• Stablecoins. I’m very interested in Celo because they probably have the best product people. It is a stablecoin that is targeting mobile phones. That’s actually two problems in one. Stablecoins are interesting from a financial point of view. Disclaimer: I used to work on [Facebook’s] libra/diem, another project that is extremely interesting as is probably going to be the first crypto that will work at scale. Targeting mobile phones, the second problem Celo tries to solve, is the translation of “banking the unbanked.” To solve this, you need protocols that allow you to download small proofs for your account balance” and Celo has interesting solutions to that problem (involving zero-knowledge proofs as well).

What would you recommend our readers watch / listen to / read / follow to better understand crypto’s potential?

I’m a technical person, so I can only mention technical resources. But the Zero Knowledge podcast is top notch. I blog about cryptography and cryptocurrencies on my blog. I also have the first cryptography book (and probably the only cryptography book) with a chapter on cryptocurrencies.


Meral Arik and Zac Choi, co-founders, Passage Protocol

Courtesy Marel Arik and Zac Choi

What was your original reaction to cryptocurrencies and blockchain?

Meral: While I was always curious about crypto and blockchain, I felt like I was late to the game. This made me feel initially intimidated by the space and so made me feel like it was not for me.

Zac: I’m a skeptical optimist and tend to be wary when something seems too dependent on hype. If you are not early you are on the wrong end of the hype, so crypto/blockchain felt exclusionary and not stable. For new markets, I try to poke holes in them until I’m convinced. I always believed in the promise of blockchain, but I was less convinced about the early use cases of crypto.

What changed your perspective on blockchain’s potential?

Meral: I was participating in Launch House [an accelerator for entrepreneurs], surrounded by founders starting crypto startups, at the time when I started diving into Web3. I started looking into blockchain and had an unlock moment that blockchain has so many use cases across so many sectors— and that this technology will make existing industries a lot more capable. One example is the ticketing industry, where blockchain can be used to prevent fraud and for suppliers to get royalties of the revenue they deserve, even on secondary sales. Today, I can’t picture myself doing anything outside Web3.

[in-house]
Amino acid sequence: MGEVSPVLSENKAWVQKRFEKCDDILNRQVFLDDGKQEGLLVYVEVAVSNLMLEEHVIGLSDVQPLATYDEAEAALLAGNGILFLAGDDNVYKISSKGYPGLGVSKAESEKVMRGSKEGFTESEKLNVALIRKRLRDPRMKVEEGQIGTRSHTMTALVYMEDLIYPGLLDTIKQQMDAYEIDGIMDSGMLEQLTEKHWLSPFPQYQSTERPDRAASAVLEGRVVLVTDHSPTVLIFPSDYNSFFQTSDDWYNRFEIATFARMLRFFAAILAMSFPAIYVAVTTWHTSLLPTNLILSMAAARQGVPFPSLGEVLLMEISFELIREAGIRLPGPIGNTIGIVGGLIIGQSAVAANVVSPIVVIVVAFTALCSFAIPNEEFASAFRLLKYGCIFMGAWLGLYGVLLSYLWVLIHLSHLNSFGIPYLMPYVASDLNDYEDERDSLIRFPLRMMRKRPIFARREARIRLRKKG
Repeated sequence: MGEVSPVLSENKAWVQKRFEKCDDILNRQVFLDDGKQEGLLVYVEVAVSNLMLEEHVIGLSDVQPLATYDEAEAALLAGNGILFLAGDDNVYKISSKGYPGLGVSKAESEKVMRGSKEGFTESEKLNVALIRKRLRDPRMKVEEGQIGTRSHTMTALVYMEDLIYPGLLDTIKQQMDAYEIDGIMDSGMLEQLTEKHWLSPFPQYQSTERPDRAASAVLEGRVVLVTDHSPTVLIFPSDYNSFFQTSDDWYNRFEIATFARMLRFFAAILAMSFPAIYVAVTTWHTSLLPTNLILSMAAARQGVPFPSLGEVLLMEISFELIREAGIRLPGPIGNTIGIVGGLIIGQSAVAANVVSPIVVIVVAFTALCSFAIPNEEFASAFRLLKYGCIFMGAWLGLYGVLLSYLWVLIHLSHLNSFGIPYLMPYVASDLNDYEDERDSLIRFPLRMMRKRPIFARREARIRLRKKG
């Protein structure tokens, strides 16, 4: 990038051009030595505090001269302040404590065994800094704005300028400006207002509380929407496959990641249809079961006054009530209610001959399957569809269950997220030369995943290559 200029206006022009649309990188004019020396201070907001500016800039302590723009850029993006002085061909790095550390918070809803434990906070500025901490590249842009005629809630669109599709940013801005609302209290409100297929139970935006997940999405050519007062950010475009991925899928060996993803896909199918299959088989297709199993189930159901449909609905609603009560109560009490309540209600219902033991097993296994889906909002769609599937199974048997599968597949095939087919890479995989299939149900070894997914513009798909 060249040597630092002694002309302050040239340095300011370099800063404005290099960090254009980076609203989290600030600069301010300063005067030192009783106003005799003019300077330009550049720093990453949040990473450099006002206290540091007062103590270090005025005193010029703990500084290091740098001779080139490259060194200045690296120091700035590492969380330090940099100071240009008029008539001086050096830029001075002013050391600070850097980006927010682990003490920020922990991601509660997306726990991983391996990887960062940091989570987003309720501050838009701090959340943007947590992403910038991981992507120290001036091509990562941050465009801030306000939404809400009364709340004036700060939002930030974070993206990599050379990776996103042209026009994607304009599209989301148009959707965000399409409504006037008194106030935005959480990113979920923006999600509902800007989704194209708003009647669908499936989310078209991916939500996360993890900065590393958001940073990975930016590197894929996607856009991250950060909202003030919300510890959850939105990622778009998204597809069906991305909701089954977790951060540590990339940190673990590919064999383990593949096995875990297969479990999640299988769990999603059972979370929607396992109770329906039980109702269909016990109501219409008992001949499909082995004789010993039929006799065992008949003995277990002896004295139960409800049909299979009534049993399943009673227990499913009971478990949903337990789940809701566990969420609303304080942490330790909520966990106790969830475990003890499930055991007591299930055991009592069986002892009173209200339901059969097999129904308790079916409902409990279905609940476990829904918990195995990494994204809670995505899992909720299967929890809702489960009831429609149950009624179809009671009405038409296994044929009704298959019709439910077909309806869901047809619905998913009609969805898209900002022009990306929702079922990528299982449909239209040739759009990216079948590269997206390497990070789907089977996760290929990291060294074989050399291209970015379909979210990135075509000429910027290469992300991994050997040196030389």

Zac: Having conversations with people who have already made the plunge changed my perspective on its potential. One of our investors from our last startup, a co-founder of a crypto exchange, mentioned that we should look at the rapid volatility cycles of crypto and blockchain as a feature, not a bug. If you follow the trendline, as an entrepreneur, it’s hard to argue [the point] that crypto has grown to a meaningful market size in a very short period of time.

What projects or trends in crypto are you most excited about right now?

Meral: I am personally excited about the growth of crypto communities such as DAOs, social tokens, and NFT communities. These communities are creating new ways of rewarding and incentivizing people— e.g. members can contribute to the community, be rewarded for their work (in tokens and/or US Dollar Coin), and share in the upside as the community continues to grow and become more valuable (similar to having equity in a company). Looking ahead, I can tell that this is going to have a significant impact on the future of work.

Zac: Universally, Web3 is still super early. DAOs and social tokens are still in the first season of their development. The idea that you can come into a sector and build infrastructure projects that solve fundamental and large opportunities and problems is very exciting.

What would you recommend our readers watch / listen to / read / follow to better understand crypto’s potential?

Meral:

Zac:

  • a16z Crypto School
  • Kernel program
  • Surround yourself with people who are pushing themselves in the space. We are all pioneers building new products and creating a path—learning by doing and surrounding yourselves with others who are going down the Web3 rabbit hole is the best way to learn.